Despite the drastic declines in air travel and, therefore, emissions, the airline industry is considering lessening its goals to mitigate climate change for the sake of regaining its financial footing. Therefore, it is more likely that businesses, including in the aviation industry, will prioritize financial recovery by the quickest means possible over continuing their prior obligations toward more sustainable endeavors.
With oil prices dropping, it may also deter airlines from investing additional funds into more fuel-efficient aircraft projects, as oil has been one of the industry’s largest expenses. So, if the cost of fuel continues to plummet, the time it would likely take to adopt more fuel-efficient and cleaner jets will be prolonged. And since air travel is expected to rebound with a vengeance after fears of the virus subside, aviation emissions will just continue to worsen, producing a major setback for hitting predetermined climate emission reduction targets.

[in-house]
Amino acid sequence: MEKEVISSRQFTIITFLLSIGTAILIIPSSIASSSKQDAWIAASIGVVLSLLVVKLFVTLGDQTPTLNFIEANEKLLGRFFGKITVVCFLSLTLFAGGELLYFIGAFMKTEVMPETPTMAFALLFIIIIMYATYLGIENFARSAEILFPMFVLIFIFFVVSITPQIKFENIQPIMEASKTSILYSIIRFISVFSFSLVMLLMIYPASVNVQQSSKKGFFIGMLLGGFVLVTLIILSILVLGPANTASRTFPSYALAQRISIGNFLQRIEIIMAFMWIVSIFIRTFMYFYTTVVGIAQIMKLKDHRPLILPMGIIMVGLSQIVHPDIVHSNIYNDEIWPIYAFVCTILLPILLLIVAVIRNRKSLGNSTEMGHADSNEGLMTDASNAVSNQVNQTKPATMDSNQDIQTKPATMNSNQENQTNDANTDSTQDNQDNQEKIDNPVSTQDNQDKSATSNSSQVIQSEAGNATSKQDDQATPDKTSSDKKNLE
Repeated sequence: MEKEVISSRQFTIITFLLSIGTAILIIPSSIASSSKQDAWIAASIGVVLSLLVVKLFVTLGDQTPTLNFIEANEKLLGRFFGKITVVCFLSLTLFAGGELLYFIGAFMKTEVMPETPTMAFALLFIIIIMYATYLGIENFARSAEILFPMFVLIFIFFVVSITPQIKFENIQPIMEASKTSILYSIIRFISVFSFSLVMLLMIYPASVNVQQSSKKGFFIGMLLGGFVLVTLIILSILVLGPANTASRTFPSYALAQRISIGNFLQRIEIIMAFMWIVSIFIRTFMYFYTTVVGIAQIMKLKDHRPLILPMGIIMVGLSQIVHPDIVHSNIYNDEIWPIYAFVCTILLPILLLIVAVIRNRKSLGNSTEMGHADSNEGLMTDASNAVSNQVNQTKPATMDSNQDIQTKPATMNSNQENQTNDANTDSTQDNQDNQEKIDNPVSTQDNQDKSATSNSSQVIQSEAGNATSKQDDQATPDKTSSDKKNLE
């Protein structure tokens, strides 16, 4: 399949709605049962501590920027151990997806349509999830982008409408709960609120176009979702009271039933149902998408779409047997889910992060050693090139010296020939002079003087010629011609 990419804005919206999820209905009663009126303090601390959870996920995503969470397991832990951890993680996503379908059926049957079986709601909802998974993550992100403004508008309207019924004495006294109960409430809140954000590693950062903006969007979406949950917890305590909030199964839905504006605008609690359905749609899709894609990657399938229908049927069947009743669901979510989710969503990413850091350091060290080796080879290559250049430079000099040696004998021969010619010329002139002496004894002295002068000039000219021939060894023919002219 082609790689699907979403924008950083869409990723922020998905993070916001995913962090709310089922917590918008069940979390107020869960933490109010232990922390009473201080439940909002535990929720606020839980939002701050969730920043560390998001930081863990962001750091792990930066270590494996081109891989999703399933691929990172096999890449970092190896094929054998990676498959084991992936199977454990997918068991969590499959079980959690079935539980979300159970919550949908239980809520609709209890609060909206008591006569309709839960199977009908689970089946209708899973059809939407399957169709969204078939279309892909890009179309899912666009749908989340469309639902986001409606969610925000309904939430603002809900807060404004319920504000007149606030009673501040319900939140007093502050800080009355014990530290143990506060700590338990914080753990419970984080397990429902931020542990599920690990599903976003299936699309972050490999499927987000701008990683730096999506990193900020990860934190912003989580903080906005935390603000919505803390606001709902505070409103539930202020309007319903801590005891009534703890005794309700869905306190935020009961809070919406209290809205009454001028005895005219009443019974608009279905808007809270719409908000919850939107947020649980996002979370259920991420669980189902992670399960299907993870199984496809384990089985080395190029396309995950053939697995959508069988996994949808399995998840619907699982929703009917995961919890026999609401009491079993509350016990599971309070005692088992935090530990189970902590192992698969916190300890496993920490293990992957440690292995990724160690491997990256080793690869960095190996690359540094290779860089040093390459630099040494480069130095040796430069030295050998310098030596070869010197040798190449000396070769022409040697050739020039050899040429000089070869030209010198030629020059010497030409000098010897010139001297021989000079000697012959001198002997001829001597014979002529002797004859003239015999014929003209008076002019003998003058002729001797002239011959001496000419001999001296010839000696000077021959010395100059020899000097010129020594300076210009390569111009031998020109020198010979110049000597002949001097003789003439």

A window seat of opportunity
But despite the bleak, uncertain future of the aviation industry’s recovery, we should not lose sight of our goals for environmental restoration. Seeing the short-term positive changes our environment has experienced following the reduction of our many activities should not be taken for granted just for us to slide back into our pollutive wheelhouse.
In Richmond, British Columbia, a small domestic airline, Harbour Air, initiated its first all-electric test flight. Although the flight duration was only four minutes, it was a major step forward in the field of sustainable transportation, which has not seen a significant developmental change in 50 years. Norway has even promised all of their short-distance flights will be electrically powered by 2040.
While the idea to electrify fleets of aircraft is an ambitious one and may not be quite so promising at this time, it is important to explore its future implications and obstacles, such as its limited battery capacities. Although we should keep our expectations for recovery solutions grounded and attainable, perhaps there is some middle ground between optimal financial recovery and tending to our environment.
ZAVIT – Science and Environment News Agency